Extreme and major changes are increasingly occurring in the environment in which public institutions operate. An obvious manifestation of the responses towards this turbulent environment is the introduction of performance contracting in Makerere University as part of the broader public sector reforms aimed at improving efficiency and effectiveness in management. The main objective of this paper was to look at a critical review of performance contracting in public institutions. The scope of the study was limited to Makerere University and the impact of performance contracts on service. The paper concludes that performance contracting as an implementing tool in strategic planning is of great importance under the New Public Administration at Makerere University. There is, however, need for a good definition of outputs and solid performance measures which will be able to promote Makerere’s internal performance through a well customer-oriented ability of employees to further promote its external performance.
TABLE OF CONTENTS
Origin of Performance Contracting
Implementation of Performance Contracting
Monitoring and Evaluation of Performance Contracting
The Effects of Performance Contracting
The Situation at Makerere University before Embracing Performance Contracts
Introduction of Performance Contracts at Makerere University
The Effects of Performance Contracting in Makerere University
Behavioral Anchored Rating scale
Higher Education Institutions
Information and Communication Technology
Makerere University Kampala
Makerere University Academic Staff Association
New Public Management
Organization for Economic Cooperation and Development
University Grants Committee
University Ranking by Academic Performance
Contractualisation in the public sector has become paramount worldwide with the spread of the New Public Management doctrine which emphasizes the adoption of private sector practices in Public Institutions (Hood, 1995). The origin of the phenomenon finds its roots in the Nora Report presented in 1967 to President George Pompidou in France. This report recommended giving more autonomy to public enterprises while contracting with them to set clear goals and compensation schemes for social objectives. This move has reached the developing world, where performance contracts were introduced. In Asia, the Performance Contract concept has been used in Bangladesh, China, India, Korea, Pakistan and Sri Lanka. In Africa, performance Contracts have been used in selected enterprises in Benin, Burundi, Cameroon, Cape Verde, Congo, Cote d’Ivoire, Gabon, the Gambia, Ghana, Guinea, Madagascar, Mali, Mauritania, Morocco, Niger, Senegal, Togo, Tunisia, Zaire, Kenya and later Uganda.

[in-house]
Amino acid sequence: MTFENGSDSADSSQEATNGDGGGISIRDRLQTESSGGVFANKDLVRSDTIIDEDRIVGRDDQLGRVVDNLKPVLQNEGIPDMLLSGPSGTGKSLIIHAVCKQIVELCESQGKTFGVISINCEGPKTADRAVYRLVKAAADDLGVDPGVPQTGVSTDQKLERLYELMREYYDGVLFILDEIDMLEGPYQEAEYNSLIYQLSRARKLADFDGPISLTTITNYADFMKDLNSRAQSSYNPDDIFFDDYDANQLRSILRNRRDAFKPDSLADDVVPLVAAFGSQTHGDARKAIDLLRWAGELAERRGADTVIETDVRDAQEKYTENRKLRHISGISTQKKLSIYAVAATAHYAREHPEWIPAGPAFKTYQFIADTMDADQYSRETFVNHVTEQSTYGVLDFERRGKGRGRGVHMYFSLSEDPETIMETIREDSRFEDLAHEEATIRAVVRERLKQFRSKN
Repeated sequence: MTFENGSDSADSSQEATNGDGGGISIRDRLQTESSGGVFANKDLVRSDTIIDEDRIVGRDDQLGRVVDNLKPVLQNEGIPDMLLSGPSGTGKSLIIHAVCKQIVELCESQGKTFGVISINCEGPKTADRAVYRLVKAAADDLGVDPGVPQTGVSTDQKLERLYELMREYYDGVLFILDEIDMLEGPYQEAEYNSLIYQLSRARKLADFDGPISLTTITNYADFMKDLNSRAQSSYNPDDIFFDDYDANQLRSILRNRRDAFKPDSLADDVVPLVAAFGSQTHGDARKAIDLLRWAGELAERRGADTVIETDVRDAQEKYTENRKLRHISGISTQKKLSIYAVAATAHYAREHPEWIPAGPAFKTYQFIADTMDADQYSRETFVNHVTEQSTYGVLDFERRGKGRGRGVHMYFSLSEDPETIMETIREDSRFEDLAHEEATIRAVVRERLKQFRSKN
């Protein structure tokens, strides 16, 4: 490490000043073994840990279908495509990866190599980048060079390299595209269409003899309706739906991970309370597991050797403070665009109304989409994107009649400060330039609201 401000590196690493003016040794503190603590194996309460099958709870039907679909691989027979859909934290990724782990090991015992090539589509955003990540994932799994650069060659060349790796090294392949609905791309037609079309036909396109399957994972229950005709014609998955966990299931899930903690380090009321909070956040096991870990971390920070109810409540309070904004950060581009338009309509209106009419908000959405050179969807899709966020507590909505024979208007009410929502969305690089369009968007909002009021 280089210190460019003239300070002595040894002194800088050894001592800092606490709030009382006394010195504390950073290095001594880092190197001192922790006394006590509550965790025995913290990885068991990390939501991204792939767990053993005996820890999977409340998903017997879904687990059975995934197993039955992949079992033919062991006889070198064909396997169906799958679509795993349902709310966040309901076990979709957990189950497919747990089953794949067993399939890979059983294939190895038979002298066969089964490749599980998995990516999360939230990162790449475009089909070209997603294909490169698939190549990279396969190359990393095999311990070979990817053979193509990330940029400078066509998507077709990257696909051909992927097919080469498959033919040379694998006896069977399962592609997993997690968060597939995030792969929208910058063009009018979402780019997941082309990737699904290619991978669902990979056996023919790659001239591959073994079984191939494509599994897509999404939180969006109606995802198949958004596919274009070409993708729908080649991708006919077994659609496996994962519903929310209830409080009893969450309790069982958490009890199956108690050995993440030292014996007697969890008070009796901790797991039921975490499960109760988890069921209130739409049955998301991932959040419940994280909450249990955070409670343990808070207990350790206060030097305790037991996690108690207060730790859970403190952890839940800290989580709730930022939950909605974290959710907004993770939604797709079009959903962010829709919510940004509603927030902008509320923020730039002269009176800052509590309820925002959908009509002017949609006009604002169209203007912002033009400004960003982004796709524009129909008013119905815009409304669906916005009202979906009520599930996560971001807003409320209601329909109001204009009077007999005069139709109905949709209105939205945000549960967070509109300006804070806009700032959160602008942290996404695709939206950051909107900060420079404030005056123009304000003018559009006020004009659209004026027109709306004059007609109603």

The development of performance contracts has indeed gone along with giving more autonomy to public organisations, complying with a specific vision of the role of the government, setting objectives, evaluating, appointing and rewarding the managers, providing resources and doing nothing else (Williamson,1975). A rigorous performance contract exercise reveals the true costs and benefits associated with a particular public enterprise. This, in turn, provides a valuable basis for Privatization. Similarly, the Performance Contracts with government departments are being used extensively in organization for economic cooperation and development (OECD) countries to improve the delivery of public services and effectiveness of government machinery. In quest...
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